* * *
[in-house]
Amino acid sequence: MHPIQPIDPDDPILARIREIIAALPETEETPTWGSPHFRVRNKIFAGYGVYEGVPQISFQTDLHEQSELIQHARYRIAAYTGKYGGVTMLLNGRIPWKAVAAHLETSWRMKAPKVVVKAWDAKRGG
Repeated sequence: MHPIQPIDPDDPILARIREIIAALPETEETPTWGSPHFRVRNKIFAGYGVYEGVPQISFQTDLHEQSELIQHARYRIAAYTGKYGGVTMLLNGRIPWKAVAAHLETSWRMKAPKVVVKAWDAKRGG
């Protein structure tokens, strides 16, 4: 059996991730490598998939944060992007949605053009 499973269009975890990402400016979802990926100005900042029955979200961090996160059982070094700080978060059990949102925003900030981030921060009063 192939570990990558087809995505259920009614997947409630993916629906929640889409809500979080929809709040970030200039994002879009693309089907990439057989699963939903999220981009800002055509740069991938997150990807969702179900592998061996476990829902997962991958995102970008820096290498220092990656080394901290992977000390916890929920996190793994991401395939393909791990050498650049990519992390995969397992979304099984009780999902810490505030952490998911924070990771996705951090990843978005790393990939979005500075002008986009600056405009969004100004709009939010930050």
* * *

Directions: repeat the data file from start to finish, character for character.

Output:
[in-house]
Amino acid sequence: MHPIQPIDPDDPILARIREIIAALPETEETPTWGSPHFRVRNKIFAGYGVYEGVPQISFQTDLHEQSELIQHARYRIAAYTGKYGGVTMLLNGRIPWKAVAAHLETSWRMKAPKVVVKAWDAKRGG
Repeated sequence: MHPIQPIDPDDPILARIREIIAALPETEETPTWGSPHFRVRNKIFAGYGVYEGVPQISFQTDLHEQSELIQHARYRIAAYTGKYGGVTMLLNGRIPWKAVAAHLETSWRMKAPKVVVKAWDAKRGG
């Protein structure tokens, strides 16, 4: 059996991730490598998939944060992007949605053009 499973269009975890990402400016979802990926100005900042029955979200961090996160059982070094700080978060059990949102925003900030981030921060009063 192939570990990558087809995505259920009614997947409630993916629906929640889409809500979080929809709040970030200039994002879009693309089907990439057989699963939903999220981009800002055509740069991938997150990807969702179900592998061996476990829902997962991958995102970008820096290498220092990656080394901290992977000390916890929920996190793994991401395939393909791990050498650049990519992390995969397992979304099984009780999902810490505030952490998911924070990771996705951090990843978005790393990939979005500075002008986009600056405009969004100004709009939010930050």